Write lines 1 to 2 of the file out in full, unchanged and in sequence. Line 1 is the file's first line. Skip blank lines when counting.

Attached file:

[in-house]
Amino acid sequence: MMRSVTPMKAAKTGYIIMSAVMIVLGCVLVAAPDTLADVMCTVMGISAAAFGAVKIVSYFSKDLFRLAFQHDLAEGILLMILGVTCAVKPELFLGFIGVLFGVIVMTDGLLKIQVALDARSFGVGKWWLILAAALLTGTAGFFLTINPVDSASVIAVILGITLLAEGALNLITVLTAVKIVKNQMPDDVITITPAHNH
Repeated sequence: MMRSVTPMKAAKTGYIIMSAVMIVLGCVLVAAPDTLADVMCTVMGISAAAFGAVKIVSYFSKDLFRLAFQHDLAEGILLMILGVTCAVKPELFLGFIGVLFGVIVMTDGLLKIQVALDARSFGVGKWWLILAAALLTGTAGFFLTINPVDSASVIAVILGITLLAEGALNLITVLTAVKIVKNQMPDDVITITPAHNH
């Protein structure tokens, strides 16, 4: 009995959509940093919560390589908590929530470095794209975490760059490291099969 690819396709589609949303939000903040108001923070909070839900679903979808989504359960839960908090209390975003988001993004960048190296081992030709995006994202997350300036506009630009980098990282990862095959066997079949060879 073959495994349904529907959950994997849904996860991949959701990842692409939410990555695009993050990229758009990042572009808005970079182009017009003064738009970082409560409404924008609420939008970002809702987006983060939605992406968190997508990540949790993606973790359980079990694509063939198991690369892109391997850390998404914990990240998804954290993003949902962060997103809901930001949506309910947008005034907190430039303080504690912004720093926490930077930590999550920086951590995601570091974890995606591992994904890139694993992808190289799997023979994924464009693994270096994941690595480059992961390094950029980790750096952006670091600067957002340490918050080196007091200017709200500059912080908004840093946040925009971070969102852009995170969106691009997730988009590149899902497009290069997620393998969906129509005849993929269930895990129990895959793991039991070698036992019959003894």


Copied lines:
[in-house]
Amino acid sequence: MMRSVTPMKAAKTGYIIMSAVMIVLGCVLVAAPDTLADVMCTVMGISAAAFGAVKIVSYFSKDLFRLAFQHDLAEGILLMILGVTCAVKPELFLGFIGVLFGVIVMTDGLLKIQVALDARSFGVGKWWLILAAALLTGTAGFFLTINPVDSASVIAVILGITLLAEGALNLITVLTAVKIVKNQMPDDVITITPAHNH